A good model I think – I think, I wasn’t here – was the fossil fuels conversation. I think there was also a task force and research and so forth that was involved there. We’re a teaching and research institution, so that will be my approach to these things. There are things that I move very quickly on. There are other kinds of deeper things at our institution where we want to take the time to make an informed decision that really hears all arguments and all parties. As many as we can.

I think we’re heading into this in terms of anti-racist pedagogy, in harmful language, in academic freedom. This is related to the issues that you’ve been talking about, Zoe, in terms of how we approach ourselves – each other rather – in the classroom for example.

Just to clarify, are you saying that there is a task force or just that those conversations are happening in terms of academic freedom and racist language.

So no, no, no. I haven’t created one yet. But I feel like we have a critical mass of those conversations that are happening that we need to move into partnership with of course the Chief Diversity Officer, with the Council for Diversity and Inclusion, Executive Council, SGA, Staff Council. Again, pulling people from all those entities to come together and address this particular issue.

And of course, you are seeing institutions of higher ed like ours move from a language of diversity and inclusion to a language of anti-racism. And I think something like the use of racial slurs in the classroom for pedagogical effect or academic context, that needs to be examined. Because there’s harm, so I’m focused on harm. In other words, we can’t just talk about it as academic context. We have to talk about it as harm as well when it comes to anti-racist pedagogy. So that’s what I’m saying.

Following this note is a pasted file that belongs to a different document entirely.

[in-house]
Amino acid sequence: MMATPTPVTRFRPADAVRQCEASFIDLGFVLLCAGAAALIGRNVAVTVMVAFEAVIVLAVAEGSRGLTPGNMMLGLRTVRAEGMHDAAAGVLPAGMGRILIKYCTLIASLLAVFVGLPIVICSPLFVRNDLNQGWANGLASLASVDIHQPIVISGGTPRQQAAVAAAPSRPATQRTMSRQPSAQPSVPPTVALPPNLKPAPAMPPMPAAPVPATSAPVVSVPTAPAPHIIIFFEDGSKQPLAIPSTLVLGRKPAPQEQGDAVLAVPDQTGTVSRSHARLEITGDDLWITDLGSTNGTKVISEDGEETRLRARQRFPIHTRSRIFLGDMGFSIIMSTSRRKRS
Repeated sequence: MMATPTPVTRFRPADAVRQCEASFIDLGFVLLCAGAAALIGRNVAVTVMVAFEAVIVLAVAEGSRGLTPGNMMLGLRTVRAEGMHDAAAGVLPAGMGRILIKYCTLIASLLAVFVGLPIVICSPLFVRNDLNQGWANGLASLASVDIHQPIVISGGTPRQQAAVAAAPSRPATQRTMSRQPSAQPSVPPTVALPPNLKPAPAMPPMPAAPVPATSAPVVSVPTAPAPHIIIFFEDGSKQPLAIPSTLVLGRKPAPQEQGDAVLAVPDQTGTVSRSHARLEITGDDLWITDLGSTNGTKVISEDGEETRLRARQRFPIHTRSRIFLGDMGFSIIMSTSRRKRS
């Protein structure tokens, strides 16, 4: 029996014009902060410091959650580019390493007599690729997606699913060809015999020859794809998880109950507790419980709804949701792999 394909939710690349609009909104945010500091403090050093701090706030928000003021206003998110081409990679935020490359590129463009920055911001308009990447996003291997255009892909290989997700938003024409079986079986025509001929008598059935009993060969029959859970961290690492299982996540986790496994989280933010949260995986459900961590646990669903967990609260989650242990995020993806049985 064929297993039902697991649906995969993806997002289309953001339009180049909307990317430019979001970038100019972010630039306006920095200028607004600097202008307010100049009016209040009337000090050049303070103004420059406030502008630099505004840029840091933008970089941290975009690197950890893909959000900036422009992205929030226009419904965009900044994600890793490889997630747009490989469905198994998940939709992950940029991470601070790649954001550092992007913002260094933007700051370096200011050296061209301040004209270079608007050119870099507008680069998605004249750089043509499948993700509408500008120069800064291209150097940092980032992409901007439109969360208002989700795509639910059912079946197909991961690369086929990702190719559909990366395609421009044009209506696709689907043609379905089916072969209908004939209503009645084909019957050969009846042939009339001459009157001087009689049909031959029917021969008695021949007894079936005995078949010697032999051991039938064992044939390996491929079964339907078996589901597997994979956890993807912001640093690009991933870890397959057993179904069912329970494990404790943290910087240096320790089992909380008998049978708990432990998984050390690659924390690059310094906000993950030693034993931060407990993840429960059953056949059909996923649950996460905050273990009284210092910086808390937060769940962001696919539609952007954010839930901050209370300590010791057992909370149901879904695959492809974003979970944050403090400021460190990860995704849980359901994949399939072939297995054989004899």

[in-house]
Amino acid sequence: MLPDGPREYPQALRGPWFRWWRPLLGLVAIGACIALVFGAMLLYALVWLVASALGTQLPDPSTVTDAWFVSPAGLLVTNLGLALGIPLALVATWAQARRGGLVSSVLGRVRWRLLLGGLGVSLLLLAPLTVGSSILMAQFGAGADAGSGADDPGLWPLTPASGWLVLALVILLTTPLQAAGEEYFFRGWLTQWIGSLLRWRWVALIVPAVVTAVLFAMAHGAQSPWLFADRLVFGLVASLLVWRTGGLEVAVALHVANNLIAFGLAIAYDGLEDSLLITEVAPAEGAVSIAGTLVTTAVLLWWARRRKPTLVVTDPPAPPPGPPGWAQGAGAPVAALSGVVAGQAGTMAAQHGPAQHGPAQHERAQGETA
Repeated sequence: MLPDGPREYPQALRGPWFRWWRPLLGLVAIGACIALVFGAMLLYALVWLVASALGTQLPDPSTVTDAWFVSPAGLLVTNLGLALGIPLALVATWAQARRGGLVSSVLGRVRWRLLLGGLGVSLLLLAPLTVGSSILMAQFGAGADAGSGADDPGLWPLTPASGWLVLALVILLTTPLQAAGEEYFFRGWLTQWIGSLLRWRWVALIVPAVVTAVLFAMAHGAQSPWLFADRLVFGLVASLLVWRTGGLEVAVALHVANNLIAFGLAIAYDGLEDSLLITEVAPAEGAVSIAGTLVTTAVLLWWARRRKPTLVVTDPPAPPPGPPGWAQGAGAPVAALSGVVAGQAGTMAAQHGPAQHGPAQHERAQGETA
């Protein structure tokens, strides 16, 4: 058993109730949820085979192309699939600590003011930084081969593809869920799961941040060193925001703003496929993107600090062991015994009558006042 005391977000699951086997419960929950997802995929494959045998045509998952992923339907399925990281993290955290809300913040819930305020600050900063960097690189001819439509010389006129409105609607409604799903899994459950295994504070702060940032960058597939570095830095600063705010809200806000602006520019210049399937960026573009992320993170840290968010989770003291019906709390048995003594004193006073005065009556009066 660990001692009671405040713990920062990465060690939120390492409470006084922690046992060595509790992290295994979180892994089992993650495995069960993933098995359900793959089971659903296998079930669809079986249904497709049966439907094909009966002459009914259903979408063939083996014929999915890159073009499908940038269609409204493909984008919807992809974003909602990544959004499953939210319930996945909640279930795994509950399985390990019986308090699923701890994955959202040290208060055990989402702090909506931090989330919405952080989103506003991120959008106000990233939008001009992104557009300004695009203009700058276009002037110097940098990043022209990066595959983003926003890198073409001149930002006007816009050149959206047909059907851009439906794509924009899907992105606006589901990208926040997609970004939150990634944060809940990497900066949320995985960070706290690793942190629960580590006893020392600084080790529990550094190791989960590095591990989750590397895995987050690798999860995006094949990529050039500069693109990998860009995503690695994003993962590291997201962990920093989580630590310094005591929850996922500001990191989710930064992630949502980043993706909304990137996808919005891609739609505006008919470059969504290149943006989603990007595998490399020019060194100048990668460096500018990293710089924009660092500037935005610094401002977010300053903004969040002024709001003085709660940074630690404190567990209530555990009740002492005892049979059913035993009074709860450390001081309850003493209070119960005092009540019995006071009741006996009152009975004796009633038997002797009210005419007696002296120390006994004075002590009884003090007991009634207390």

Do you think that the shift in framing of these issues corresponds with an institutional shift in the actions and consequences for incidences? 

Like using racial slurs in the classroom?

Yeah, obviously we’re changing the conversation and changing the language. Does that also change the stakes of these actions?

I would have to say yes. For me, I know we talk a lot about in liberal arts that we’re there to make students uncomfortable. But no student should be made to feel uncomfortable because of their identity. I believe that strongly. This is why so far my focus has been on awareness of harm. As we move that conversation forward through Executive Council, whose purview is educational policy, that is where I would expect to see the different kinds of changes in terms of the repercussions for using racial slurs. But it has to come – we have to have the entire faculty talking about this, involved with this.

I do think that the use of language – if a student is telling me this is causing harm, then that is when my first approach to the faculty member is to say this caused harm and we need to think about that as a community. But now I feel like we’re at this point where we’ve had enough, you know, kind of reporting and instances that we’re at a critical mass moment where we need to have conversations – and I’ve started conversations with the dean of the college, with the chair of the faculty – to say what would this look like.

It is a very complicated issue. It is a very complicated issue. Because again, academic freedom – one of those pillars of higher education. But being against a kind of harm – in other words wellness – is also another pillar of our institution. So how do we bring together the research, the opinions – and I think there’s some really surprising opinions out there – in other words that there are people who say, ‘Well if you make a word unusable, you’re giving it more power than it should have, you know?’ Or, ‘Not all words are the same. Some have much, much heavier cultural weight than others.’ So that’s where I am right now. My position thus far has been to focus the conversation on harm, but I think we’re at a critical mass moment where through our structures we’re going to be moving into a larger conversation. We should. We’re always evolving.